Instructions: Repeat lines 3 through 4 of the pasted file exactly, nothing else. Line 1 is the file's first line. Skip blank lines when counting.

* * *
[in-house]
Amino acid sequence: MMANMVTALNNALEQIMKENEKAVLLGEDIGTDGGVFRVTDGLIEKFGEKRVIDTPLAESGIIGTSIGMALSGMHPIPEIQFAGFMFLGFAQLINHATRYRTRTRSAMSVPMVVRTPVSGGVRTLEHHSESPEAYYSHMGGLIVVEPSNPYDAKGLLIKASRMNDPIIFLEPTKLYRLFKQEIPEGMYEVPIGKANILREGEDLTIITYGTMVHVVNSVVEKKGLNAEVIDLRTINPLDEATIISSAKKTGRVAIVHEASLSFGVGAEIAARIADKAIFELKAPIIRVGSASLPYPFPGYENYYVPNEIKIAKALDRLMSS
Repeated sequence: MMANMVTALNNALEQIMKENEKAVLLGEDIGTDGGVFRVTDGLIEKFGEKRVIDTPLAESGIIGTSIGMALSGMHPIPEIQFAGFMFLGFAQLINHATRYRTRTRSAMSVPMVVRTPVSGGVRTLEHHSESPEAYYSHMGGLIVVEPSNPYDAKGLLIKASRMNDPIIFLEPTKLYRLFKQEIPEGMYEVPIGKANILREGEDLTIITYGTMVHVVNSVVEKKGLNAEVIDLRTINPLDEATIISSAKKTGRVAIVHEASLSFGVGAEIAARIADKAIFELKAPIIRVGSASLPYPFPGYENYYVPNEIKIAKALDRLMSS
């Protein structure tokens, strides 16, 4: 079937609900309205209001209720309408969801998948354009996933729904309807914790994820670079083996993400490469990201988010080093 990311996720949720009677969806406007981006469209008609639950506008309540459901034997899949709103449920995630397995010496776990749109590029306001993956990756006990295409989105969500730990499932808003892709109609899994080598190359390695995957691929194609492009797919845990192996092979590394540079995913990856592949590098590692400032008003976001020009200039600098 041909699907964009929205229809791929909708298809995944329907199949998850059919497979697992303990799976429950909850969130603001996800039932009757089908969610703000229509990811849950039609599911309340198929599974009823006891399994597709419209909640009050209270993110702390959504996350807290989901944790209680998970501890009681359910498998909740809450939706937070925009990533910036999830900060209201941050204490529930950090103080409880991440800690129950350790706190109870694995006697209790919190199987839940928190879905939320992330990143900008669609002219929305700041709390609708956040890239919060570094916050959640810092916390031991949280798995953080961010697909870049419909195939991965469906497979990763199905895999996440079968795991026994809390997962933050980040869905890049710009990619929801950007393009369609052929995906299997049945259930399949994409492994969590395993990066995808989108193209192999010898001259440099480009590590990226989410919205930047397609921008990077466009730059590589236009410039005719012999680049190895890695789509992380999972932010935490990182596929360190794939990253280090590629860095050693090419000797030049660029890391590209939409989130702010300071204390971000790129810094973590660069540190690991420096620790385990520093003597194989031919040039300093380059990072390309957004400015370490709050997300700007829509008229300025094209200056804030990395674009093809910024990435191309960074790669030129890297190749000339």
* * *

Repeated sequence: MMANMVTALNNALEQIMKENEKAVLLGEDIGTDGGVFRVTDGLIEKFGEKRVIDTPLAESGIIGTSIGMALSGMHPIPEIQFAGFMFLGFAQLINHATRYRTRTRSAMSVPMVVRTPVSGGVRTLEHHSESPEAYYSHMGGLIVVEPSNPYDAKGLLIKASRMNDPIIFLEPTKLYRLFKQEIPEGMYEVPIGKANILREGEDLTIITYGTMVHVVNSVVEKKGLNAEVIDLRTINPLDEATIISSAKKTGRVAIVHEASLSFGVGAEIAARIADKAIFELKAPIIRVGSASLPYPFPGYENYYVPNEIKIAKALDRLMSS
């Protein structure tokens, strides 16, 4: 079937609900309205209001209720309408969801998948354009996933729904309807914790994820670079083996993400490469990201988010080093 990311996720949720009677969806406007981006469209008609639950506008309540459901034997899949709103449920995630397995010496776990749109590029306001993956990756006990295409989105969500730990499932808003892709109609899994080598190359390695995957691929194609492009797919845990192996092979590394540079995913990856592949590098590692400032008003976001020009200039600098 041909699907964009929205229809791929909708298809995944329907199949998850059919497979697992303990799976429950909850969130603001996800039932009757089908969610703000229509990811849950039609599911309340198929599974009823006891399994597709419209909640009050209270993110702390959504996350807290989901944790209680998970501890009681359910498998909740809450939706937070925009990533910036999830900060209201941050204490529930950090103080409880991440800690129950350790706190109870694995006697209790919190199987839940928190879905939320992330990143900008669609002219929305700041709390609708956040890239919060570094916050959640810092916390031991949280798995953080961010697909870049419909195939991965469906497979990763199905895999996440079968795991026994809390997962933050980040869905890049710009990619929801950007393009369609052929995906299997049945259930399949994409492994969590395993990066995808989108193209192999010898001259440099480009590590990226989410919205930047397609921008990077466009730059590589236009410039005719012999680049190895890695789509992380999972932010935490990182596929360190794939990253280090590629860095050693090419000797030049660029890391590209939409989130702010300071204390971000790129810094973590660069540190690991420096620790385990520093003597194989031919040039300093380059990072390309957004400015370490709050997300700007829509008229300025094209200056804030990395674009093809910024990435191309960074790669030129890297190749000339």